PROPOSAL #1 ? Allocation of Coverage to Print and Electronic Media
Lead Author ? Ward Silver, NØAX
Contributing Authors ? Michael Keane, K1MK and Sylvan Katz, VE5ZX


This proposal addresses the general question of how to allocate the relative 
proportions of contest coverage between print and electronic media. No 
distinction is made between the different forms of either media (i.e. ? 
magazine vs. newsletter or Web page vs. email). No attempt is made to specify 
the details of coverage content or to rank the most valuable, most desirable or 
most enjoyable content.


The purpose is to develop a set of general guidelines to provide guidance to 
publishers for developing and distributing contest coverage material. Also, it 
may serve to encourage discussion about the development of new types and forms 
of material.


Currently, print media is the primary form for distributing contest information 
and results to the amateur radio community. Electronic media, however, is 
rapidly becoming an accepted norm for distributing this type of information due 
to its cost advantages, timeliness and increasing public acceptance. The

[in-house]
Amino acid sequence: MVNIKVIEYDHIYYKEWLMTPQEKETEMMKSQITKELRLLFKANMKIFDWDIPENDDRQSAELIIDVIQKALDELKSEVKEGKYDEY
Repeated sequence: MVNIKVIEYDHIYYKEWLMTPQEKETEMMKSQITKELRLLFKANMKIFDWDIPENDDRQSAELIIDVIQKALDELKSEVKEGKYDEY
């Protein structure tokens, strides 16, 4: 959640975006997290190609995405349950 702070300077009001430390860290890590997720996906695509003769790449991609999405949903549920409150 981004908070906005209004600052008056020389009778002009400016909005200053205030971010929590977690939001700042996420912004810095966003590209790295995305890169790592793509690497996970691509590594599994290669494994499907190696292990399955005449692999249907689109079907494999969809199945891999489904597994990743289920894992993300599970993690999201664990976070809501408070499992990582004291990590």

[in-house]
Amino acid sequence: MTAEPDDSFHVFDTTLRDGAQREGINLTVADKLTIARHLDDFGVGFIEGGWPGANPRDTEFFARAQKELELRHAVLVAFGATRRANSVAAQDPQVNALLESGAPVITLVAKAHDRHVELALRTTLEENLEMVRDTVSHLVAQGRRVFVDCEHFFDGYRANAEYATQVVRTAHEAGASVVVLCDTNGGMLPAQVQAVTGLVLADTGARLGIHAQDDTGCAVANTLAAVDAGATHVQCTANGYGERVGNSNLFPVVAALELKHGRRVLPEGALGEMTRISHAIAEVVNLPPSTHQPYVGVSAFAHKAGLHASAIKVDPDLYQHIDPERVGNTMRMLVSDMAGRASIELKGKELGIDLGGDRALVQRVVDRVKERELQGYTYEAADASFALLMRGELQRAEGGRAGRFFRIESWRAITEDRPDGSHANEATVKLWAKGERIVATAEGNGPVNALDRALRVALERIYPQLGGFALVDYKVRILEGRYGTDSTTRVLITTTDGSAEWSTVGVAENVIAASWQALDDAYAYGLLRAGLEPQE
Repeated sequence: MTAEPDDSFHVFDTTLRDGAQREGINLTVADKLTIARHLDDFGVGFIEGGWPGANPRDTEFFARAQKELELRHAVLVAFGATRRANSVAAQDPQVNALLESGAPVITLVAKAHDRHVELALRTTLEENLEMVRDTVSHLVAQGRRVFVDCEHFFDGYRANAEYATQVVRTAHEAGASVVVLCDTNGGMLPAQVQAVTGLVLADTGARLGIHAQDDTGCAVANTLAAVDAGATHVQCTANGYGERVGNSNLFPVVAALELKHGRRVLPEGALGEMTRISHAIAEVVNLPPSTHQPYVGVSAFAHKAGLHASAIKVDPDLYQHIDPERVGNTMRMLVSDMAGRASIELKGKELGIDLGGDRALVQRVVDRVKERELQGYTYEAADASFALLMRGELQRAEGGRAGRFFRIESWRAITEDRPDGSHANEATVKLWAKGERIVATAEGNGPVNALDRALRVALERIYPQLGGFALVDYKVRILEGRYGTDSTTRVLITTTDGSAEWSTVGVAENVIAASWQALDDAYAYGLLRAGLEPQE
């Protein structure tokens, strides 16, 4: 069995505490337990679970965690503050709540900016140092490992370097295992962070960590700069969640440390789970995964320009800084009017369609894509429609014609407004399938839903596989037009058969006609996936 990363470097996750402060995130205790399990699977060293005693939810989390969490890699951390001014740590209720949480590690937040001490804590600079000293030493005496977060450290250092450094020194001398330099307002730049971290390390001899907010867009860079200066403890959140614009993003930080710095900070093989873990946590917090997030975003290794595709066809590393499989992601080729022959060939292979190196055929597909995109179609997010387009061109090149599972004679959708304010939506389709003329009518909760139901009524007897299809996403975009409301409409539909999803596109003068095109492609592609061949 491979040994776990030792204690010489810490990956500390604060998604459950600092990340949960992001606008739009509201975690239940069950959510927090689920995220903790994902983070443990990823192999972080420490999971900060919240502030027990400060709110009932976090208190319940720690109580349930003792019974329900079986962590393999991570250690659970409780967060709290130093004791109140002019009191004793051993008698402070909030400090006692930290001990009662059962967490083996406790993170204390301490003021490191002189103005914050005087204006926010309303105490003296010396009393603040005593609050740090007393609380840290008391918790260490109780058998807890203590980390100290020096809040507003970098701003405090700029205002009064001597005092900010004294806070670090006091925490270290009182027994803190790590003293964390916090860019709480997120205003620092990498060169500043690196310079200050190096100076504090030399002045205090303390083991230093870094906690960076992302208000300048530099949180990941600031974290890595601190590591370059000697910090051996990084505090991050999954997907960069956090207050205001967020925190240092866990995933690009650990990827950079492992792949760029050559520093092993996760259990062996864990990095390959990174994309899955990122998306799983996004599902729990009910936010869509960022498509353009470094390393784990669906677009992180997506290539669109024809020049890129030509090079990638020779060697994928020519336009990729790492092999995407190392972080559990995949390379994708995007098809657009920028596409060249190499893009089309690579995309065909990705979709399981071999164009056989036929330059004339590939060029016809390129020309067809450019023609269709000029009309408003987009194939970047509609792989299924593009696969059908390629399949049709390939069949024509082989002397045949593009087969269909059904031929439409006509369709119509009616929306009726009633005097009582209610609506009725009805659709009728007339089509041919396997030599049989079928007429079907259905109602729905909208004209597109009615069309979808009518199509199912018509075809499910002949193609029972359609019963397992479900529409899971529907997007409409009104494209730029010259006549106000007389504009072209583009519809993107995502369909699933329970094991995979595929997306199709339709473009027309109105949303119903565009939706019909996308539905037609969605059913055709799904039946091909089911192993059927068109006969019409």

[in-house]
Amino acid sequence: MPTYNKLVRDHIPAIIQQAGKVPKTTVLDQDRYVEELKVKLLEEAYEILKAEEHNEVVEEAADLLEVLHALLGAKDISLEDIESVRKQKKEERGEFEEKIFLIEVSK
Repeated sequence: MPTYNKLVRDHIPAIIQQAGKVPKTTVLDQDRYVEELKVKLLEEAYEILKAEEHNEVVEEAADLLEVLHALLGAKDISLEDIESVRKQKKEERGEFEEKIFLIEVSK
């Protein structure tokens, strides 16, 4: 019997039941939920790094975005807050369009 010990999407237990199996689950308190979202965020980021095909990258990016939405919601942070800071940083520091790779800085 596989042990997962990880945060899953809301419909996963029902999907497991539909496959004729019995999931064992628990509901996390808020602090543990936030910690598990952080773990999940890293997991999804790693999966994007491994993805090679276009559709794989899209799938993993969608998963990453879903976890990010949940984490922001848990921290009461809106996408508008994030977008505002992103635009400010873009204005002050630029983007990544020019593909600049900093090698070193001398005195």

question has become not if, but when and how much contest information should be 
made available electronically.

In this rapidly changing environment, it is important that publishers and 
readers have a good sense of each other?s needs. This document attempts to 
provide information on the general types of contest coverage and the 
suitability of distributing each type of content in print or electronic form.
Print media is discussed as either General or Specialty. General refers to 
media dealing with the full spectrum of ham radio, such as QST. Specialty 
refers to publications aimed at contesters such as NCJ. 

Electronic media is discussed as either Push or Pull. Push refers to actively 
distributed formats, in which information is delivered to the consumer at the 
initiative of the publisher ? the publisher is the active party. Examples of 
push media include newsletters (email or print), bulletins and broadcasts.
Pull refers to passive sources of information, in which information is accessed 
or retrieved from the publisher at the initiative of the consumer ? the reader